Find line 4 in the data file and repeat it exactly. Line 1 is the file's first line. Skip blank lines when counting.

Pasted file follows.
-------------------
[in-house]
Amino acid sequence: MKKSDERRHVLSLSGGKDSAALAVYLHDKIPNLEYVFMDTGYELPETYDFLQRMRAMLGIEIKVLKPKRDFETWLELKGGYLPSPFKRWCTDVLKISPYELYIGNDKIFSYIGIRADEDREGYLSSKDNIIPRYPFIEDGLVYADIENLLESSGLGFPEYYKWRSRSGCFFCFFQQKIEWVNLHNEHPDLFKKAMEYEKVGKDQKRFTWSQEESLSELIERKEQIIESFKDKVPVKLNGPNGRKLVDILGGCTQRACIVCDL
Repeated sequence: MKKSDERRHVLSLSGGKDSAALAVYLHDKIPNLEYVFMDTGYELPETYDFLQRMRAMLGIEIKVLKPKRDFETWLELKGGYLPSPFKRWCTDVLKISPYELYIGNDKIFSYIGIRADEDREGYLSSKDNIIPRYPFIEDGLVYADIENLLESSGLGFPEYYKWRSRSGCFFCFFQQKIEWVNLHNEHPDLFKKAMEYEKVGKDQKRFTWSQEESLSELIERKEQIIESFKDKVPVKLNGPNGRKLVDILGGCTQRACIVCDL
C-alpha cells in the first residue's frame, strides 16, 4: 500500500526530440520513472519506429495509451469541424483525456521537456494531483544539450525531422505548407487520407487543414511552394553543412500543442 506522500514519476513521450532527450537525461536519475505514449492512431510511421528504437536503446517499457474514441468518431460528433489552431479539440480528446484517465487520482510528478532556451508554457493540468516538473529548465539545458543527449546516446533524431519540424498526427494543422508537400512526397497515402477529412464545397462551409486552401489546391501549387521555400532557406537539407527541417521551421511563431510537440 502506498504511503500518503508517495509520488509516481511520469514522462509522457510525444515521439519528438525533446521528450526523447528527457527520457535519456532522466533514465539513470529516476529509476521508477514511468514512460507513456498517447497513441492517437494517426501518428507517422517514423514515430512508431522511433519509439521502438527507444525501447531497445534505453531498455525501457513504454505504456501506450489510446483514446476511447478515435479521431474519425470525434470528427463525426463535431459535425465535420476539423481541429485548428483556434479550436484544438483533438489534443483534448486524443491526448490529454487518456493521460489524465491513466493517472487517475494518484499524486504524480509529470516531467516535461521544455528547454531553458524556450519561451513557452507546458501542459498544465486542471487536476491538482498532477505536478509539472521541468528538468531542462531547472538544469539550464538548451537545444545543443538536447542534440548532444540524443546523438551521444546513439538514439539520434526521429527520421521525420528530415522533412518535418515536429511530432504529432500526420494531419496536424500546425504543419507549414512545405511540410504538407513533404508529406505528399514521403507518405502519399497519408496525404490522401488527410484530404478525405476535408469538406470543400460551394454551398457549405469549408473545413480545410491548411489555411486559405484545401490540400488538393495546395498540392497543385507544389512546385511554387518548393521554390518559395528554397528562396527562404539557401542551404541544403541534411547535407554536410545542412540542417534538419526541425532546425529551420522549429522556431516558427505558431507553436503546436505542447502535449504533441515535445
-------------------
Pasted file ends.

C-alpha cells in the first residue's frame, strides 16, 4: 500500500526530440520513472519506429495509451469541424483525456521537456494531483544539450525531422505548407487520407487543414511552394553543412500543442 506522500514519476513521450532527450537525461536519475505514449492512431510511421528504437536503446517499457474514441468518431460528433489552431479539440480528446484517465487520482510528478532556451508554457493540468516538473529548465539545458543527449546516446533524431519540424498526427494543422508537400512526397497515402477529412464545397462551409486552401489546391501549387521555400532557406537539407527541417521551421511563431510537440 502506498504511503500518503508517495509520488509516481511520469514522462509522457510525444515521439519528438525533446521528450526523447528527457527520457535519456532522466533514465539513470529516476529509476521508477514511468514512460507513456498517447497513441492517437494517426501518428507517422517514423514515430512508431522511433519509439521502438527507444525501447531497445534505453531498455525501457513504454505504456501506450489510446483514446476511447478515435479521431474519425470525434470528427463525426463535431459535425465535420476539423481541429485548428483556434479550436484544438483533438489534443483534448486524443491526448490529454487518456493521460489524465491513466493517472487517475494518484499524486504524480509529470516531467516535461521544455528547454531553458524556450519561451513557452507546458501542459498544465486542471487536476491538482498532477505536478509539472521541468528538468531542462531547472538544469539550464538548451537545444545543443538536447542534440548532444540524443546523438551521444546513439538514439539520434526521429527520421521525420528530415522533412518535418515536429511530432504529432500526420494531419496536424500546425504543419507549414512545405511540410504538407513533404508529406505528399514521403507518405502519399497519408496525404490522401488527410484530404478525405476535408469538406470543400460551394454551398457549405469549408473545413480545410491548411489555411486559405484545401490540400488538393495546395498540392497543385507544389512546385511554387518548393521554390518559395528554397528562396527562404539557401542551404541544403541534411547535407554536410545542412540542417534538419526541425532546425529551420522549429522556431516558427505558431507553436503546436505542447502535449504533441515535445